A dramatic increase in new housing could boost the economy by billions of pounds, a former minister has said. Building 100,000 homes each year could add £17.7billion to the economy, think-tank Policy Exchange found.
Tory former housing minister Brandon Lewis, who backed the research, said: “Solving the crisis holds out the dual prospect of placing rocket boosters under our economy and selling a new generation on the ‘British dream’ of home ownership.”
Policy Exchange warned the shortage of new homes and over-inflated house prices are diverting investment from other areas of the economy, harming productivity and reducing consumer demand by eating into household income.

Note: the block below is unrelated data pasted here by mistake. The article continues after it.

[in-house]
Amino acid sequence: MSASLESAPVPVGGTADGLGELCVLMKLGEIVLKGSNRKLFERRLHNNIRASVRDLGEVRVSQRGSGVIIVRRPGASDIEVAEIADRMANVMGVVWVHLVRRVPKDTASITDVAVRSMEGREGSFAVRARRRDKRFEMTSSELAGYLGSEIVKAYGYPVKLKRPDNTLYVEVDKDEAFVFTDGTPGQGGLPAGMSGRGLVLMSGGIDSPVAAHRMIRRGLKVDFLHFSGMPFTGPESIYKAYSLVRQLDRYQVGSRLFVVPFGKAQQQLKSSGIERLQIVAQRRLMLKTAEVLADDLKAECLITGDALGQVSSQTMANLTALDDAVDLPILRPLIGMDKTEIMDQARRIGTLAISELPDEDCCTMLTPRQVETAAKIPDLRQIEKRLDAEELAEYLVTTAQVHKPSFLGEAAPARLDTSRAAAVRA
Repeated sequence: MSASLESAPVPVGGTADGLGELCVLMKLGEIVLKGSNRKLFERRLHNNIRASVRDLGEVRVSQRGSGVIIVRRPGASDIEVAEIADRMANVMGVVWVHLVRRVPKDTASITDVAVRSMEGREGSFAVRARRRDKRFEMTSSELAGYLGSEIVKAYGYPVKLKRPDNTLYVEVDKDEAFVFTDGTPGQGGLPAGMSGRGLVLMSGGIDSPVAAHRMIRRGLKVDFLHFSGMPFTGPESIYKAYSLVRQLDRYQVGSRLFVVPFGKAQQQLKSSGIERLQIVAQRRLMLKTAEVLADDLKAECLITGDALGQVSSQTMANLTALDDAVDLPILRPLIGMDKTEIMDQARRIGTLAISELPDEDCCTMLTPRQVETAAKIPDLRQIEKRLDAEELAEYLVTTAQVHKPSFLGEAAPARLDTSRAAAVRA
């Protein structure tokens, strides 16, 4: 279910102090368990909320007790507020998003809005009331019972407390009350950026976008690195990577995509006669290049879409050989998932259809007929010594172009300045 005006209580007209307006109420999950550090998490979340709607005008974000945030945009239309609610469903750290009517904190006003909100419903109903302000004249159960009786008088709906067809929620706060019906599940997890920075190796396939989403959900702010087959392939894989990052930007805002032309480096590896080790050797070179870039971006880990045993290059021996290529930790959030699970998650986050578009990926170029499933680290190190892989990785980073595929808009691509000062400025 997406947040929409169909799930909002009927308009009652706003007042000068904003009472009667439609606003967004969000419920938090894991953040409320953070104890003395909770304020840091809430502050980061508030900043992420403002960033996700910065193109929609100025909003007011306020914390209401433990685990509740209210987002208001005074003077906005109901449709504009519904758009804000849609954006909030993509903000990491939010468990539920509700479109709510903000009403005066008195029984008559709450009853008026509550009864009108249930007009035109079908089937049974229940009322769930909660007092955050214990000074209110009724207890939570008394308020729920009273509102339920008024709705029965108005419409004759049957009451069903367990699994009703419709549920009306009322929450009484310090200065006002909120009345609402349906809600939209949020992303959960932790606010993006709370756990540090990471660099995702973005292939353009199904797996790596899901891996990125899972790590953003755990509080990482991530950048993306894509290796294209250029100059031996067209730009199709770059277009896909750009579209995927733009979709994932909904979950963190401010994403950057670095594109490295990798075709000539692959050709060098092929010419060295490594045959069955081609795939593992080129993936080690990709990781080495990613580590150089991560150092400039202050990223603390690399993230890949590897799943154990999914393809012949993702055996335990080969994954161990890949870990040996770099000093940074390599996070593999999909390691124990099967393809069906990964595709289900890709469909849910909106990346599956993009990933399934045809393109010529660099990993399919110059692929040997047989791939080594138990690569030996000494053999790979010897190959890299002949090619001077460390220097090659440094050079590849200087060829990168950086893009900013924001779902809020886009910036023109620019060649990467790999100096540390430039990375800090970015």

It recommended the Government give businesses a clear idea of what sort of development will secure planning permission.
Report author Dr James Vitali said: “The potential rewards for unlocking the housing market, however, are huge: a more mobile labour force, more productive cities, more investment in productive businesses, a reduced benefit bill and renewed faith in the galvanising ideal of home ownership.”
Meanwhile, the frozen housing market faces a “worst of all worlds” situation due to rising interest rates and high inflation, the Joseph Rowntree Foundation warned.
Darren Baxter, principal policy adviser at the anti-poverty charity, said: “Government must tackle the short-term fallout from the housing downturn and the deeper problems within our housing system.”
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